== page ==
If you have been around Big Blue View for a while, you've heard this speech before. The 2011 NFL Scouting Combine begins today, which means here comes Ed's 'I really hate the NFL Scouting Combine' speech.
Which I have to make. Sorry, gang. I hate this week-long NFL meat market. Players will be poked, prodded, weighed, tested, drilled, analyzed and interviewed by scouts, general managers and coaches looking for every last morsel of information. Unfortunately, this is my problem with the Combine. No football gets played there and most of the testing, poking, prodding and interviewing tells teams nothing about the thing that is most important to the decisions they make on draft day -- what kind of football player a young man is.
Players will rise and fall down fictitious draft boards based on their 40 times, how many reps they bench press, their vertical jumps, their Wunderlich scores and how likable they are during the myriad interviews they will undergo throughout the next several days.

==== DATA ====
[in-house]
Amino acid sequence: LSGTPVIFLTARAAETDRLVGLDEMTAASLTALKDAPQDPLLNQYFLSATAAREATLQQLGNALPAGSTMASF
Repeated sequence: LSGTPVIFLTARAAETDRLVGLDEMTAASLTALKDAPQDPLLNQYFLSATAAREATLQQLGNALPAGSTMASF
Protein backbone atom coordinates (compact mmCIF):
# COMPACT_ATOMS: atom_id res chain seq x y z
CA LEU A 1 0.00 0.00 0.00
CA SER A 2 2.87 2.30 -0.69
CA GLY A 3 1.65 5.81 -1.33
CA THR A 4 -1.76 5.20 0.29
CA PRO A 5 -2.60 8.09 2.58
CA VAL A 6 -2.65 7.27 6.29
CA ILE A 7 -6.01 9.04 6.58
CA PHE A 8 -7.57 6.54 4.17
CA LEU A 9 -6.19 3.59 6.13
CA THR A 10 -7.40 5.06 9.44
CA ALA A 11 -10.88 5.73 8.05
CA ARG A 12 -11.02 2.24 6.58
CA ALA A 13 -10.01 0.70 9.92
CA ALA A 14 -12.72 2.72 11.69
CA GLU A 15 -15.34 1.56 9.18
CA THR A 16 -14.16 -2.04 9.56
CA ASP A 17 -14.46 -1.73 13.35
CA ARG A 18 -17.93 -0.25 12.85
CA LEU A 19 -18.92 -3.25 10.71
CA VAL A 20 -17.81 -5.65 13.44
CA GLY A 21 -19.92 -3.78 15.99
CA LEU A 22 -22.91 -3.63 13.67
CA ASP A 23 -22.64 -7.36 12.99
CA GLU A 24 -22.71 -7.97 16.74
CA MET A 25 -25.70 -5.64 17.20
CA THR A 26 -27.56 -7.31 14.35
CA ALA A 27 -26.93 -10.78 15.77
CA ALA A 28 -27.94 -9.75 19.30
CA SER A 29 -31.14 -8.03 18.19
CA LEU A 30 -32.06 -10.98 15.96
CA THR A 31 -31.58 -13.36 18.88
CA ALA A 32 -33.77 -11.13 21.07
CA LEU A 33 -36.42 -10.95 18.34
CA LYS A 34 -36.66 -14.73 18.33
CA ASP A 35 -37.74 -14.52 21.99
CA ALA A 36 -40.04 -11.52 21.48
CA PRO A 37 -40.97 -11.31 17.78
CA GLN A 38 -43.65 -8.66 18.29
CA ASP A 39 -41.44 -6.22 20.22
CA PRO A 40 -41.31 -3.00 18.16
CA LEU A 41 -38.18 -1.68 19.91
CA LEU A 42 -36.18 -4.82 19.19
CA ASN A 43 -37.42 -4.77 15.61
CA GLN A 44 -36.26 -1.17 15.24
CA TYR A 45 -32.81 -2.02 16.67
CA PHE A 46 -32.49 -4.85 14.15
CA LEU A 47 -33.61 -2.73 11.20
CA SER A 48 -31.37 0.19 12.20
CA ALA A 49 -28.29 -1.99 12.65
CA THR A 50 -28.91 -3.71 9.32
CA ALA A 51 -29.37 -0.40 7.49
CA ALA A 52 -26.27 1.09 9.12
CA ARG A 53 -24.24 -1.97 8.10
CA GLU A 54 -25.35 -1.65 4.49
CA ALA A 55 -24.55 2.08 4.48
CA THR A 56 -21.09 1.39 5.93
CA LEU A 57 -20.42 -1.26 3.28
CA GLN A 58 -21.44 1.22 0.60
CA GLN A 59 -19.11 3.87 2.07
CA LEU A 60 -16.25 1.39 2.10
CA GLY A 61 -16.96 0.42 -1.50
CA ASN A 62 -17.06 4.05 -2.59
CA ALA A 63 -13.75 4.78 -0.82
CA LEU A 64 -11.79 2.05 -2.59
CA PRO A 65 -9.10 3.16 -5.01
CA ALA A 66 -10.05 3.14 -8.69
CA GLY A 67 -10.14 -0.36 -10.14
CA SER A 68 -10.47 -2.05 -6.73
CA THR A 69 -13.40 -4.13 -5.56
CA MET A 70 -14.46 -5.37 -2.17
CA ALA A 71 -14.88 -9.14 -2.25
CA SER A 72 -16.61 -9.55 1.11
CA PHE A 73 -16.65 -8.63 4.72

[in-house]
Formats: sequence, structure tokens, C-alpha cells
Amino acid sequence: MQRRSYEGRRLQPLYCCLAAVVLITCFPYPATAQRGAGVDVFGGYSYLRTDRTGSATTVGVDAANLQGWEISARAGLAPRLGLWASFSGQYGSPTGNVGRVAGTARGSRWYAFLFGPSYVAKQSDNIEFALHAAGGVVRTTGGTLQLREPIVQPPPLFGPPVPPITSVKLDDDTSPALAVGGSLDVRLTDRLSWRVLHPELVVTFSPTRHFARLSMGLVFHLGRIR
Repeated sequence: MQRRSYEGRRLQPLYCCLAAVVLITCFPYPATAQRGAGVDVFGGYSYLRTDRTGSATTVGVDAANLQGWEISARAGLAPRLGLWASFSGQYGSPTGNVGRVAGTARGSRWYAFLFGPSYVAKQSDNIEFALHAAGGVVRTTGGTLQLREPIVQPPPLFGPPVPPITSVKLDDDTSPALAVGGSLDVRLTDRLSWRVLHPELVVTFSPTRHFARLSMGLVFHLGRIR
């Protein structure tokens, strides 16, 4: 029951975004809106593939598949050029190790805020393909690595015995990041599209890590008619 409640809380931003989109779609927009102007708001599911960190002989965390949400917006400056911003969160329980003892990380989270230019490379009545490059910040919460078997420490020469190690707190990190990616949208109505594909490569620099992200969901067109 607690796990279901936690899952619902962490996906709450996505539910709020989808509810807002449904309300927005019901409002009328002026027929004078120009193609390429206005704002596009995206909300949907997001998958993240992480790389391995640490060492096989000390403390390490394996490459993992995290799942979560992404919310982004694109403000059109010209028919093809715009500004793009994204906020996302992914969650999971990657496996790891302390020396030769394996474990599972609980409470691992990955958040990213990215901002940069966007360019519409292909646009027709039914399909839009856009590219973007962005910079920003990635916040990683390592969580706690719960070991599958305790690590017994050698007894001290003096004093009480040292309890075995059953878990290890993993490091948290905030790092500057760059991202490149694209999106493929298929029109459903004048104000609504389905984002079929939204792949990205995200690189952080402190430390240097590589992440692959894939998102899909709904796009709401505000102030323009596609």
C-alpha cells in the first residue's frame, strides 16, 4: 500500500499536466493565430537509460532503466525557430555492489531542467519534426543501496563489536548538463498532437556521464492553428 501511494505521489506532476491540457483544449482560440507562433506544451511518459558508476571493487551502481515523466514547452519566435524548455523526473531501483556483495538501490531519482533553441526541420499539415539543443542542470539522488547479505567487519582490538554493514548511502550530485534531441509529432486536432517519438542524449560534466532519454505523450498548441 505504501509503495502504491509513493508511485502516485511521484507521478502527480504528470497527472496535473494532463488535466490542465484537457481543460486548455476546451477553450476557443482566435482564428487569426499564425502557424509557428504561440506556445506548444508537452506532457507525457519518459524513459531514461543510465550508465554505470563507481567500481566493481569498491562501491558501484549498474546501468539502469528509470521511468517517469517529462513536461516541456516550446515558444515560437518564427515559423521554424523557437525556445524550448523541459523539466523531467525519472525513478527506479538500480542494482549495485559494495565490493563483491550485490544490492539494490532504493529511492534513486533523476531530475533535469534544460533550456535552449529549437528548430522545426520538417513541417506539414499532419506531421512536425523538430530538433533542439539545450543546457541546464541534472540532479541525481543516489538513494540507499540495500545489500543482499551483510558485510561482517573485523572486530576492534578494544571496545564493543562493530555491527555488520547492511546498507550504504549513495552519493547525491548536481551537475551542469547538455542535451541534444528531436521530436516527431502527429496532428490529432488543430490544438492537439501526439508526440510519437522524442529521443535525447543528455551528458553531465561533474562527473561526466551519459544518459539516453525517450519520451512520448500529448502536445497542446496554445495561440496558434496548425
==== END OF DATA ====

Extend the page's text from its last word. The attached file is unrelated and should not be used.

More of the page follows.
I say fictitious because right now the only people with 'draft boards' are media members, scouting services and wannabe-general managers who spend too much time constructing completely unrealistic seven-round mock drafts. NFL teams don't have draft boards yet.
If you need to know who might rise or fall based on what happens at the Combine, Wes Bunting of the National Football Post has you covered.
For me, the Combine is where scouts and general managers make their biggest mistakes. They fall in love with the numbers they see on their stopwatches and clipboards, they get enamored with how well a guy moves or throws in shorts and a tee-shirt.
Yes, you can 'translate' some of the drills you watch to what they mean on the football field. But, you can't measure what kind of player a guy is from a battery of tests and drills at the Combine. You can't measure a player's instincts. His heart. You can only do that by watching a guy play, and by studying the film to see what he does when he is actually on the field.
I understand that the Combine is a necessary part of the process, and is important in the sense that it gives NFL people a real first chance to spend some extended time around these prospects. Soon enough, though, you will start to hear that GMs and scouts love this guy or that guy "because of what he did at the Combine."
More often than not, those are the guys who go too high in the draft and cost coaches and general managers their jobs.
NFL Combine: Thursday, Feb. 24-March 1
TV: NFL Network, 2:30 p.m. ET (Press Conferences)